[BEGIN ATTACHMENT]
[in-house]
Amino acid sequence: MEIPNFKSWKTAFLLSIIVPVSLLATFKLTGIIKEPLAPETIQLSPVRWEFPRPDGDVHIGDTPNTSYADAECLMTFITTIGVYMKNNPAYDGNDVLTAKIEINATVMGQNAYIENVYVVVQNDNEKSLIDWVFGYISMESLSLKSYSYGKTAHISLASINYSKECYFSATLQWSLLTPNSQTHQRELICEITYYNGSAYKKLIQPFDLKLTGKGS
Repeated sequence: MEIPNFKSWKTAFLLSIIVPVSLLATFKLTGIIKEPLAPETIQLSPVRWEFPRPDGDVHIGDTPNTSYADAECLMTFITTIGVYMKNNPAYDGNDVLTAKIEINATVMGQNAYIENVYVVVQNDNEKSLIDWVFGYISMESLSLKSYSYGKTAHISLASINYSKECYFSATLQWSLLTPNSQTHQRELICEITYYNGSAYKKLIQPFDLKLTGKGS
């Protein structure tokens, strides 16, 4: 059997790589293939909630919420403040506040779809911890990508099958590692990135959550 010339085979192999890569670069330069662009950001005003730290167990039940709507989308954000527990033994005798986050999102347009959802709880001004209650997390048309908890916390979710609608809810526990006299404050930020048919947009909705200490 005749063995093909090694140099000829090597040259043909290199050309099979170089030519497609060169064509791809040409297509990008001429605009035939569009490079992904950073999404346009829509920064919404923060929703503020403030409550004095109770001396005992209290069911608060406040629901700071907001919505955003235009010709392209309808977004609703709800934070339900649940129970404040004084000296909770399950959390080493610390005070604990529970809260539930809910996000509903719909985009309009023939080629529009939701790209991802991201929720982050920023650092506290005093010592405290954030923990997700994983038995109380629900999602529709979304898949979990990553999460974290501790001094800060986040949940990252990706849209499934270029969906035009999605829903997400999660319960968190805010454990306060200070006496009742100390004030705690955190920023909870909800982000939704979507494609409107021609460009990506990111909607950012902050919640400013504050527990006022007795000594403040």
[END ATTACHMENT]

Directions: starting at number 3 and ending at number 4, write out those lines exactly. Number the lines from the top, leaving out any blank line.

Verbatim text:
Repeated sequence: MEIPNFKSWKTAFLLSIIVPVSLLATFKLTGIIKEPLAPETIQLSPVRWEFPRPDGDVHIGDTPNTSYADAECLMTFITTIGVYMKNNPAYDGNDVLTAKIEINATVMGQNAYIENVYVVVQNDNEKSLIDWVFGYISMESLSLKSYSYGKTAHISLASINYSKECYFSATLQWSLLTPNSQTHQRELICEITYYNGSAYKKLIQPFDLKLTGKGS
């Protein structure tokens, strides 16, 4: 059997790589293939909630919420403040506040779809911890990508099958590692990135959550 010339085979192999890569670069330069662009950001005003730290167990039940709507989308954000527990033994005798986050999102347009959802709880001004209650997390048309908890916390979710609608809810526990006299404050930020048919947009909705200490 005749063995093909090694140099000829090597040259043909290199050309099979170089030519497609060169064509791809040409297509990008001429605009035939569009490079992904950073999404346009829509920064919404923060929703503020403030409550004095109770001396005992209290069911608060406040629901700071907001919505955003235009010709392209309808977004609703709800934070339900649940129970404040004084000296909770399950959390080493610390005070604990529970809260539930809910996000509903719909985009309009023939080629529009939701790209991802991201929720982050920023650092506290005093010592405290954030923990997700994983038995109380629900999602529709979304898949979990990553999460974290501790001094800060986040949940990252990706849209499934270029969906035009999605829903997400999660319960968190805010454990306060200070006496009742100390004030705690955190920023909870909800982000939704979507494609409107021609460009990506990111909607950012902050919640400013504050527990006022007795000594403040």